Case two is interesting because it indicates to my mind the fact that we do meet cases of so-called deficiency disease where the need may be physiologically supplied and not interfere with the action of true medicine when such cases call for medication. Mrs. G., with a history of myxoedema of thirty years duration. Thyroidine has been constantly employed during the whole of this period with a loss of ninety pounds in weight. She now weighs 180. I was called to prescribe for a case of grip and found that her constitutional history clearly indicated that Nat. mur. had been her medicine since girlhood.

I overlooked the acute symptoms of the grip picture and followed the lead. Her recovery was so spectacular that it was widely commented upon in the boarding house where she lives. Did I imagine I could remove her Thyroidine? I did not. This was nourishment not medicine. Nat. mur. took charge of affairs but on a different plane. This may be just a flicker of truth regarding all the ductless glands, simple of course when compared with hypersecretion, but the end of human attainment is still some distance ahead of us.

Case three is more complicated and more problematical. I did my best for him but the old man is dead. The last ten years of his final total, seventy-three, was rather rocky going; an energetic stubborn will and a fibrillating heart provoked more than one crisis. Finally two grains of Dig. a day smoothed over some of our difficulties — (that rank misnomer physiological medicine again). Then storms broke, restlessness, peevishness, sweat, sleeplessness and many more discomforts. I enlarged to him upon the steadying of the heart beat, etc., but all to no effect, he held to the opinion that he was getting worse and his family agreed with him. The main functions of the body were apparently normal and there was no fever.

I may mention here that Lach. had been given early in the case with great relief. At this juncture a misunderstanding suspended my attendance on the case. My two successors maintained the Dig. and added massive doses of Bromide which did not give sleep, but their tenure of office lasted but twenty-four hours. I was hurriedly summoned to see Mr. C. die or prevent it if I could. The case was desperate and looked hopeless. The generals in the symptomatology now were delirium without fever, aggravation from sleep, and profuse sweating, this last being the most peculiar as it ceased when the patient went to sleep.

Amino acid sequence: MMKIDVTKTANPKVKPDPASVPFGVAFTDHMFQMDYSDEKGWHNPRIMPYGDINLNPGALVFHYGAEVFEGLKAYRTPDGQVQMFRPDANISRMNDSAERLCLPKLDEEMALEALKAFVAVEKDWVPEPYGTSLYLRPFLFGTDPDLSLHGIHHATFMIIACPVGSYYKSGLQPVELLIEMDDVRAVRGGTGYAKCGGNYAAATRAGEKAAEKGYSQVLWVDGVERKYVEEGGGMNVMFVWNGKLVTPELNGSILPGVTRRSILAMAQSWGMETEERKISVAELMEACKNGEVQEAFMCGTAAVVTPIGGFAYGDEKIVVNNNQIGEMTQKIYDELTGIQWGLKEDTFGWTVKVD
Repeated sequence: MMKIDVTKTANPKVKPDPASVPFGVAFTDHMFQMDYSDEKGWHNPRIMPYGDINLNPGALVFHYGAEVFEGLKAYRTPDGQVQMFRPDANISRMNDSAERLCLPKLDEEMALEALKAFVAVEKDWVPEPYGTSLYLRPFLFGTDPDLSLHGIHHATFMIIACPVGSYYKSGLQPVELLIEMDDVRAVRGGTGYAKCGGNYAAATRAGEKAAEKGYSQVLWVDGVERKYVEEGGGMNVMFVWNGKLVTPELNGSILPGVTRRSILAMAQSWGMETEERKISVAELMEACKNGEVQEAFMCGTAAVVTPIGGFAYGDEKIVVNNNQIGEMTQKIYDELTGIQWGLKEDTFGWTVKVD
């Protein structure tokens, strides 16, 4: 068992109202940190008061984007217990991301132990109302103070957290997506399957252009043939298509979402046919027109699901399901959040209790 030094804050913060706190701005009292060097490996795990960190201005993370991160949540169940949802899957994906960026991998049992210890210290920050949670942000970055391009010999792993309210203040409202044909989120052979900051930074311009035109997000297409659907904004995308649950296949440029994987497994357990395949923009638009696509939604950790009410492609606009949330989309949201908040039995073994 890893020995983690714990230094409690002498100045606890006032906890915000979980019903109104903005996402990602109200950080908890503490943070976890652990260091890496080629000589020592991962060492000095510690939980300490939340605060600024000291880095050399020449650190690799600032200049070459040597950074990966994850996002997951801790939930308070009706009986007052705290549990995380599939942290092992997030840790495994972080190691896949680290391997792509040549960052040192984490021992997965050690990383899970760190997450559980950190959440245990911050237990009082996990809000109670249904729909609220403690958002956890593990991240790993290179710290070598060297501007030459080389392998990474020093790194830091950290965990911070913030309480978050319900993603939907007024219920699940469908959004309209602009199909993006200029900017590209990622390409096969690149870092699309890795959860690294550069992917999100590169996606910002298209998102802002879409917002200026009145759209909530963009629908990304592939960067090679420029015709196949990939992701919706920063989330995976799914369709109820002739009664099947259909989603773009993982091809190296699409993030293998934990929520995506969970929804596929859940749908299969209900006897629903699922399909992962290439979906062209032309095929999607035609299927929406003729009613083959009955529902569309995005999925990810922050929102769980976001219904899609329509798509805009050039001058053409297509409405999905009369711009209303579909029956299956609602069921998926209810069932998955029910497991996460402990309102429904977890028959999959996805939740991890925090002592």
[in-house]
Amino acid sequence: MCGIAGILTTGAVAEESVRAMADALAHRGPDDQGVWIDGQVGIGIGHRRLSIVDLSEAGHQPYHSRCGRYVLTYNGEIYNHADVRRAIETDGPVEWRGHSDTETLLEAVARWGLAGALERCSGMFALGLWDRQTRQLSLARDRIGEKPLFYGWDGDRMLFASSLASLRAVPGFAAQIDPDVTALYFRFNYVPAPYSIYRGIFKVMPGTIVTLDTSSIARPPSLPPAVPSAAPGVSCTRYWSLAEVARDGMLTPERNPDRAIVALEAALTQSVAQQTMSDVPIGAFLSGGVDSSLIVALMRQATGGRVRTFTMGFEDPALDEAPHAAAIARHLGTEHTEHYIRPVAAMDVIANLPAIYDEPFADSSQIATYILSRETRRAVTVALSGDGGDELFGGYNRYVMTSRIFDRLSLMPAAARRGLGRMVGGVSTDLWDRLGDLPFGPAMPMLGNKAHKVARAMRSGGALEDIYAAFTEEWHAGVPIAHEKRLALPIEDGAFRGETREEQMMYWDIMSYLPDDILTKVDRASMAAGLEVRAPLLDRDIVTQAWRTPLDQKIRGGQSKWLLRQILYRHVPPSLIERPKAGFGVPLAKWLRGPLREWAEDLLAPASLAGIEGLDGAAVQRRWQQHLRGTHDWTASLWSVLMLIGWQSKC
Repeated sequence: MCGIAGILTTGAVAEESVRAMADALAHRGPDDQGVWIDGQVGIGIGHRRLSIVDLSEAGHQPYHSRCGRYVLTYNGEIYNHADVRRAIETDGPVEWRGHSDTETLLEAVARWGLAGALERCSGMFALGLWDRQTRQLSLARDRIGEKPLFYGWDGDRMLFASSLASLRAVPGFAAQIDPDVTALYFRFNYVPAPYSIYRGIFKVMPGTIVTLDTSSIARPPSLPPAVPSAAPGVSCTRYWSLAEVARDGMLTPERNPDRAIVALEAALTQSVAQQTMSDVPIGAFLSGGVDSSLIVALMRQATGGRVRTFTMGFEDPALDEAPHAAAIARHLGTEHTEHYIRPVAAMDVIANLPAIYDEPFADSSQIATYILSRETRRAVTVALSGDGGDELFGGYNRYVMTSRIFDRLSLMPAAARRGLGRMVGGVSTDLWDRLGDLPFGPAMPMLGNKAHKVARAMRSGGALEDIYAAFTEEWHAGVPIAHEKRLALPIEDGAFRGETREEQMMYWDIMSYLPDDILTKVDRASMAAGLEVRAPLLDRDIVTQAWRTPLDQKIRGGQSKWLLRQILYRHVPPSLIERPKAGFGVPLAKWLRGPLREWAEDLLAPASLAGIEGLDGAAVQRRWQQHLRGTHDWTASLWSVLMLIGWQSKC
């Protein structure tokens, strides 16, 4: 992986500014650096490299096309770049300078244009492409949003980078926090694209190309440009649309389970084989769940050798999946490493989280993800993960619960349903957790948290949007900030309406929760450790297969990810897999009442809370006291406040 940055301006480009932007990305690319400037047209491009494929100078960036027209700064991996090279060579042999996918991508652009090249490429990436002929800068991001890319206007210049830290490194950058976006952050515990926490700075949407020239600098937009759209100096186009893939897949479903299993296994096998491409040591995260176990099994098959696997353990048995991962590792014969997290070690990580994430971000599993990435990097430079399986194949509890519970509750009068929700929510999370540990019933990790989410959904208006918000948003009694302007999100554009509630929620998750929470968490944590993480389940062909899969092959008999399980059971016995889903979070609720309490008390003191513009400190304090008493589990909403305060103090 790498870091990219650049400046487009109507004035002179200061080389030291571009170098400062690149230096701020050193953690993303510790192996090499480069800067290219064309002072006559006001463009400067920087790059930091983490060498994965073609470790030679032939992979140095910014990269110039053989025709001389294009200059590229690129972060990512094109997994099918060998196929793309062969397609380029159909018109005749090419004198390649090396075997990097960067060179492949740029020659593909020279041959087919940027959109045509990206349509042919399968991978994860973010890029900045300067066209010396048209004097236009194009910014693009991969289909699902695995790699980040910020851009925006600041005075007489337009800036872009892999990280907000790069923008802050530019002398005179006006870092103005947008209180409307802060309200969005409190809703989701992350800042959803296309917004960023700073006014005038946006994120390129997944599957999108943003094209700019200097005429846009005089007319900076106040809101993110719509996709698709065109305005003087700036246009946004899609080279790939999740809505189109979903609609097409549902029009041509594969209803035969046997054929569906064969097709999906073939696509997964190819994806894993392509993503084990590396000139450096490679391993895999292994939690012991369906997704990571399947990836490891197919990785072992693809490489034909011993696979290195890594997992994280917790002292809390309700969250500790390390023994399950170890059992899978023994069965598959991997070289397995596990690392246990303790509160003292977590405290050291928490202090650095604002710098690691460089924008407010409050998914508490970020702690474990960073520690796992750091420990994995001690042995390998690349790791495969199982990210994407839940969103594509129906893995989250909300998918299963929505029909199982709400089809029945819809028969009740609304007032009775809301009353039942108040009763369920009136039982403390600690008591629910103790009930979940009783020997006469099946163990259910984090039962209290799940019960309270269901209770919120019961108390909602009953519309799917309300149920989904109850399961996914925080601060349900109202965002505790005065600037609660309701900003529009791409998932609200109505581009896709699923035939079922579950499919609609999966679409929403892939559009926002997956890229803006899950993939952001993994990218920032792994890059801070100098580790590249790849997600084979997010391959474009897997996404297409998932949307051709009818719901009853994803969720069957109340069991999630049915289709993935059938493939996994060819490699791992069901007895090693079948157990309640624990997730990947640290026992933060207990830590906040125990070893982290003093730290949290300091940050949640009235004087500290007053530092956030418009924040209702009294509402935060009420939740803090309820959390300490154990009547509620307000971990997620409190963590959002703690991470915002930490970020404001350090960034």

Of course the Dig. was diminished and the Bromide discontinued. My prescription was Samb. Nig. Seven hours of quiet sleep followed the first night, even the heart action fell under the benign influence of the remedy for a number of days. Then Dig. was resumed and continued for a full year before he died, as I predicted, suddenly. In the interim between these two attacks my prescriptions were always based on the symptoms given regardless of the Dig. He had one or two colds and an attack of grip, but the action of the dynamic remedy given for these was in no way as far as I was able to perceive influenced by the Dig. I invite your comments upon my conclusion.

Hahnemann very emphatically enjoined us to determine what was curable in disease and medicine. I do not now recall that he left any specific directions as to what to do with our incurable cases. Palliation may be but an expedient, but no man could practice medicine without employing such. Are we always sure that the homoeopathic prescriber has a full line of these makeshifts? Their correct and legitimate use is perhaps our problem of problems.

Philip Krichbaum